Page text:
6 Skills You Should Learn before Going to College

Going to College

For most people, college is the formative period of their lives – how well they do there determines, to a significant extent, what kind of success they can expect from their future careers and personal lives. The better prepared you are at the start of this period, the better off you will be throughout it.

While you are at college, your time and attention will be primarily concentrated on your studies and dealing with other challenges presented by your education and a new mode of life. In other words, it may be a good idea to acquire the necessary skills beforehand. So what are the skills you are going to need?

Time Management

Most students are so eager to go to college because of the freedom and independence it is often associated with. However, this independence brings with it new responsibilities. Nobody is going to watch over you and remind you to go to your classes, do your homework, or study for your midterms.

From now on, it is your job. You have to organize your schedule on your own and somehow manage to find time for everything, even when it seems that there are just not enough hours in the day. The sooner you learn how to organize your time on your own, the sooner you will be able to get the most out of your years in college.

Budgeting

Irrespective of your financial standing, budgeting is a vital skill that is best learned before going to college and managing your own money. Even if your family does not have any financial difficulties, without proper budgeting, you can burn through the funds allotted for an entire year without ever realizing your spending habits are out of control.

Therefore, it is good to take some financial literacy courses and start estimating your incomes and expenses. After you get an idea of how much money goes in and out, you can start determining how much you will need each month to cover the necessary expenses.

Goal Setting and Prioritizing

When you go to college, your goal should be not just to study there for the allotted time and get a degree. Instead, you should both set the goals you intend to achieve further down the road and the goals you want to accomplish while you are still in college.

The former will help you decide in what directions you want to move your studies to work towards your longer-term goals. The latter will motivate you to use your time effectively and achieve visible results quickly.

Prioritizing not just means determining what is crucial for you – deciding what is of secondary importance is just as necessary because it helps you conserve your time and effort. For example, suppose you do not consider a discipline to influence your future career significantly. In that case, it may be a good idea to occasionally  buy a custom essay  from writing experts for it so that you can free up time for other activities.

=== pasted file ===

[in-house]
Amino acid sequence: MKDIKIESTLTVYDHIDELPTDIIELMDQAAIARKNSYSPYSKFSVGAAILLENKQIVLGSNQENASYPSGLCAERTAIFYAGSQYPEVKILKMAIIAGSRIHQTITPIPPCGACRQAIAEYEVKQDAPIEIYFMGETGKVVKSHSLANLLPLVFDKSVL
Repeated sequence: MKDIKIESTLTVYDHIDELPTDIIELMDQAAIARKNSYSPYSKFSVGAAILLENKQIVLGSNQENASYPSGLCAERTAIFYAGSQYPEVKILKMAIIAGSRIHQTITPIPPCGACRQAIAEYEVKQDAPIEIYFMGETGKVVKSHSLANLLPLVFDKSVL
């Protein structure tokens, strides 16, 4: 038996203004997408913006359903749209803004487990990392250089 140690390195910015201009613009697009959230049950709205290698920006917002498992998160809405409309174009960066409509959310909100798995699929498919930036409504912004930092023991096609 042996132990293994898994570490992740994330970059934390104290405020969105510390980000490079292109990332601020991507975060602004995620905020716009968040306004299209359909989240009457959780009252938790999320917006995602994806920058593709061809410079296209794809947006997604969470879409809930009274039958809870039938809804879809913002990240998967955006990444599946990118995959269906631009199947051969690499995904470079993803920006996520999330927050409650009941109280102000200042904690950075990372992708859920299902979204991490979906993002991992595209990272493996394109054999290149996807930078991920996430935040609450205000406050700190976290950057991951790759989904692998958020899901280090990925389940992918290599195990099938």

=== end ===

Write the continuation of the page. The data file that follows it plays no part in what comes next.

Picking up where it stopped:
Studying

You will probably say, “What do you mean, studying? I have been studying for my entire time in school, and I know how to do it by now!” Well, yes and no. High school is relatively lenient towards students regarding their workloads and the difficulty of material they have to learn. As long as you have an above room temperature IQ, you can most likely get away with simply memorizing passages from a textbook and imitating the examples given to you by the teacher.

Going to college  signifies a dramatic difficulty spike that takes many by surprise. If rote memorization is your preferred way of studying, there are not enough hours in the day to process all the information you have to deal with.

To achieve any results, you will have to learn to make careful lecture notes, analyze the information, do independent research, use more effective revision techniques like spaced repetition, work in groups and look for assistance from your professors, teaching assistants, and peers.

Communication Skills

While you may have worked in groups with other students in high school, it is nothing compared to how much you will have to interact with other people in college. You will have to deal with your roommates, other students in your classes, professors, instructors, property owners, librarians, coworkers, and many others.

Learning how to deal with people effectively is paramount if you want to get the most out of your time in college. They will be helpful in the future as well, irrespective of what career you decide to pursue.

Networking

People in the professional world do not exist in isolation. So while it may be a bit early to build specific plans concerning your future career – e.g., what company you want to work for and whose help you are going to need – the earlier you start to build your personal network and hone your networking skills,,, the better.

In practice, it means everything from learning how to introduce yourself to establishing profiles with professional social media websites like LinkedIn.

The skills you will need in college are numerous and diverse, but the ones mentioned here are probably the most important. Concentrate on developing them early on, preferably before you get into college in the first place, and you are bound to achieve much better results than your less prudent peers.

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